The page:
Today was our last full day here in Malawi. Yet, despite it being our 14th day, Nathan still managed to get lost on our way to CAPA. Through many wrong turns, a few bumpy dirt roads, and sudden traffic, we somehow made it to campus without losing too much time. With our stomachs full of Bethany’s delicious homemade cinnamon rolls, we were ready to take on the day.
Today, our task at CAPA was reorganizing books and reinforcing bookshelves in the library. Although dust was everywhere and I was sneezing almost every minute, I enjoyed seeing all the books and resources that CAPA provides for its students to read and learn from.
Shortly after reorganizing a few books off of the bookshelves, the Ayres took us to Lark, a cafe owned by expatriates, for lunch. The cafe seemed to be tucked away into a back alley alongside an unpaved side street. But despite standing in the middle of a seemingly underdeveloped area of land, the cafe was quite modern in design, with a modern looking interior and a generously sized playground built next door — to which the team couldn’t resist checking out.
Lark is a cafe that serves a variety of drinks and dishes that are common back in America, such as sandwiches, salads, and coffee. Getting to eat a hamburger with a cup of coffee reminded me a lot of home — although I don’t think I have ever had a meal of that combination.
After eating lunch, the team quickly backtracked to CAPA to finish reorganizing the final bookshelf. Upon leaving CAPA, a majority of the team sung along to a multitude of Disney songs on the ride back to the Ayres house (much to Ivanna’s second-hand embarrassment). I also managed to snap a quick photo of the sunset on the way back.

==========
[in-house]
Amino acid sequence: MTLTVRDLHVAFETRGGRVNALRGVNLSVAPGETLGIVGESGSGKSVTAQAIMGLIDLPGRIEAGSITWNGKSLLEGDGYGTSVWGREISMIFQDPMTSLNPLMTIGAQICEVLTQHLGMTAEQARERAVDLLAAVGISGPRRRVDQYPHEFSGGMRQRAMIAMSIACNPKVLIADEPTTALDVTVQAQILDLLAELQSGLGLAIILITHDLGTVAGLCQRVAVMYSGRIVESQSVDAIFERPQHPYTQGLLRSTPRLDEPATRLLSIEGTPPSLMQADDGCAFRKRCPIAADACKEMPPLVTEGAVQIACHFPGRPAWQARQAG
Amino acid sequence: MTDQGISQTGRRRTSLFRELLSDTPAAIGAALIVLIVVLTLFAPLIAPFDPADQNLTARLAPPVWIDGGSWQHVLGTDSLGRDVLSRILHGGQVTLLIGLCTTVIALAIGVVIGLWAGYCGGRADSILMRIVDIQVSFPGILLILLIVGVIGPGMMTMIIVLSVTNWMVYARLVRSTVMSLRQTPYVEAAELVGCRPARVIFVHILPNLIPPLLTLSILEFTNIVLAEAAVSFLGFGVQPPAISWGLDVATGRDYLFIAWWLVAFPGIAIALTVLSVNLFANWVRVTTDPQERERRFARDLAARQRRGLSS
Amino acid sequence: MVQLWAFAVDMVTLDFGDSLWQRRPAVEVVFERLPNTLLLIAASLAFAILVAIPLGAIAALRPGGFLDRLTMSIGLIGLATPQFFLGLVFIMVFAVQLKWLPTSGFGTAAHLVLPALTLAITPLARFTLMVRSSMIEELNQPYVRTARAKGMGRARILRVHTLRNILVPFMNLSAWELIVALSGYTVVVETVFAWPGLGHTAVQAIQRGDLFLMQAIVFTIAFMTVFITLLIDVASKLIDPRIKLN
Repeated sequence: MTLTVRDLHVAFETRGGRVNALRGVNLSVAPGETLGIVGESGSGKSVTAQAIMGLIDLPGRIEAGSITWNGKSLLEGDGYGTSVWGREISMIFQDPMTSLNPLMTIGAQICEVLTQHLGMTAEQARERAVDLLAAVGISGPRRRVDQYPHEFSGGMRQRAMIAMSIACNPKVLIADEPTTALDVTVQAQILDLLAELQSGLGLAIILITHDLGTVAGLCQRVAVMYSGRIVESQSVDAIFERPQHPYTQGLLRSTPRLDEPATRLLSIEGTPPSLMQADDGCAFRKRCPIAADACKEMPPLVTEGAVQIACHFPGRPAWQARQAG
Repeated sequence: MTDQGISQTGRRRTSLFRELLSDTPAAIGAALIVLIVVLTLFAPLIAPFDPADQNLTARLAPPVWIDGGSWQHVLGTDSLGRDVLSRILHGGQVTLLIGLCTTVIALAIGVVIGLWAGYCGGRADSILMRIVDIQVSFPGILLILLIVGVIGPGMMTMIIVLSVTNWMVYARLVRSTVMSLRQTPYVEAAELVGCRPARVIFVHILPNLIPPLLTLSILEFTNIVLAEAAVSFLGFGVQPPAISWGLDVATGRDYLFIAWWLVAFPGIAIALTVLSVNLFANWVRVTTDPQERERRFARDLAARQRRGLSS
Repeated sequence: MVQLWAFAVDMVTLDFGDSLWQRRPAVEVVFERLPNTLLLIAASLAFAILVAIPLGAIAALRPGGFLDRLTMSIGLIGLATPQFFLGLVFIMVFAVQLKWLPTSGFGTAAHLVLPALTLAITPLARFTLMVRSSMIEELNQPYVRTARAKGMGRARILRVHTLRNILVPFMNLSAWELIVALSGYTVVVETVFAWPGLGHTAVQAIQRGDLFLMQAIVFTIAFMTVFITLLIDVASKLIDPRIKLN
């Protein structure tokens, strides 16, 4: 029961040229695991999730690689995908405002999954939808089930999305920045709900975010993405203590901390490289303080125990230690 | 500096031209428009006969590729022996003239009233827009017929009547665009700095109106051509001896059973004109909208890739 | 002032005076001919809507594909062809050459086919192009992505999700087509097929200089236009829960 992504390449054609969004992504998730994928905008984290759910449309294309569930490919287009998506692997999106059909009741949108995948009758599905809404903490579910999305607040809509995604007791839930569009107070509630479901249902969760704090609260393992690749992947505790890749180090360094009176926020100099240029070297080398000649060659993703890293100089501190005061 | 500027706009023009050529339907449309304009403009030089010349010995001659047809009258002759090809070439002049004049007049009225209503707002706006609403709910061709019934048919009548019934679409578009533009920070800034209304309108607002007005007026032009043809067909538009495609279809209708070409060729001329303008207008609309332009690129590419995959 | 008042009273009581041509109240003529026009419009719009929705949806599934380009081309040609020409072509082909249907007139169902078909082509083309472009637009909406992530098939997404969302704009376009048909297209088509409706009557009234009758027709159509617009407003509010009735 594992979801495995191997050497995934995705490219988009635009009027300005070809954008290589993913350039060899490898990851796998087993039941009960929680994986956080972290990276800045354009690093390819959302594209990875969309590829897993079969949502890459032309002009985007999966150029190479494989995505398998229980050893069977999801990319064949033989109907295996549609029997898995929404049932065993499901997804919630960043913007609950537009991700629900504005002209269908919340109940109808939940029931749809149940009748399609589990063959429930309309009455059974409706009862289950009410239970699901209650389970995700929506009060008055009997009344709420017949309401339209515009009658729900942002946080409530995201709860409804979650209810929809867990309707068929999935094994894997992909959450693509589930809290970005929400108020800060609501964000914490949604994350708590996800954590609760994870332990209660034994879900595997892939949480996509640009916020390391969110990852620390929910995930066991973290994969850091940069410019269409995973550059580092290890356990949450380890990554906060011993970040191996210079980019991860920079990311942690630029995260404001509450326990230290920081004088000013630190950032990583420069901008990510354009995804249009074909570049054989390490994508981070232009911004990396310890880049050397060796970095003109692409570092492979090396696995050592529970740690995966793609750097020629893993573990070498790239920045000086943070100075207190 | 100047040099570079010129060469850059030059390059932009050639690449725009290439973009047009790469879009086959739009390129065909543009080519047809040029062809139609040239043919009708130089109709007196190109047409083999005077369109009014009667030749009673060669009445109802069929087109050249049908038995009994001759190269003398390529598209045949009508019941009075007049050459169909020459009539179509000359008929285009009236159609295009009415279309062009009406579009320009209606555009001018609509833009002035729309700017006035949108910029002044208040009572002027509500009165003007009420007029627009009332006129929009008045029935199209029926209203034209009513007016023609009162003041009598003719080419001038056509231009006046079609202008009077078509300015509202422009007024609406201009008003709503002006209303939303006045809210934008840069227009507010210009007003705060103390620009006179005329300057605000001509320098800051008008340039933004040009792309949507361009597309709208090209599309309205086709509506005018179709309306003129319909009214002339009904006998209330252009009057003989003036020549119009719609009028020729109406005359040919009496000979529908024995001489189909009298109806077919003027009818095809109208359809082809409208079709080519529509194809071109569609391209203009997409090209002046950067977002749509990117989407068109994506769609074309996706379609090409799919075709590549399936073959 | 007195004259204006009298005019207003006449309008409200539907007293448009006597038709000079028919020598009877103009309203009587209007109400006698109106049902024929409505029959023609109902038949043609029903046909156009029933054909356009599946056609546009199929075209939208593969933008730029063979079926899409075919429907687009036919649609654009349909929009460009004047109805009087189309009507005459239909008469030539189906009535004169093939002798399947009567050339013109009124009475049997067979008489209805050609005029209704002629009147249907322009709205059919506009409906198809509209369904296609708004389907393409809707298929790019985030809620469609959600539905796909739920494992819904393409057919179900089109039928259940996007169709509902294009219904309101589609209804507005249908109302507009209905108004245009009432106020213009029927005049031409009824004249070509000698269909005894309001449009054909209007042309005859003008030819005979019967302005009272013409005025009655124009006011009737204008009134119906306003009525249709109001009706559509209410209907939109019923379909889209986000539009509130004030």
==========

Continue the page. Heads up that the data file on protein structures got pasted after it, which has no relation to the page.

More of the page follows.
We arrived to the Ayres residence around 5:30, and after quickly changing clothes, the Ayres took the team out for dinner. We ended up going to an Italian restaurant in Lilongwe called Mamma Mia.
It was very cool to see authentic Italian food being served in Malawi. That despite being so different culture-wise, diversely ethnic foods are still enjoyed by Malawians. The team got a plethora of pasta dishes, and overall, I was very satisfied with our last dinner in Malawi.
Once we finished dinner, we made our way back to the Ayres house. Before breaking to pack up in preparation for our departing flight tomorrow, Jim and Bethany told us a bunch of stories — including how they met, and most importantly, how God has brought them to Malawi. I found it extremely encouraging to hear how the Lord has refined each of their faiths through trials, and how their trusting obedience in God has brought them to where they are now.
Spending two weeks in Malawi and serving at the Central African Preaching Academy has grown me in multiple ways. Getting to spend time interviewing students has opened up my eyes to the state of the many lost souls in Malawi, and the major role that CAPA plays in how the Lord is using pastors in Malawi to preach the truth.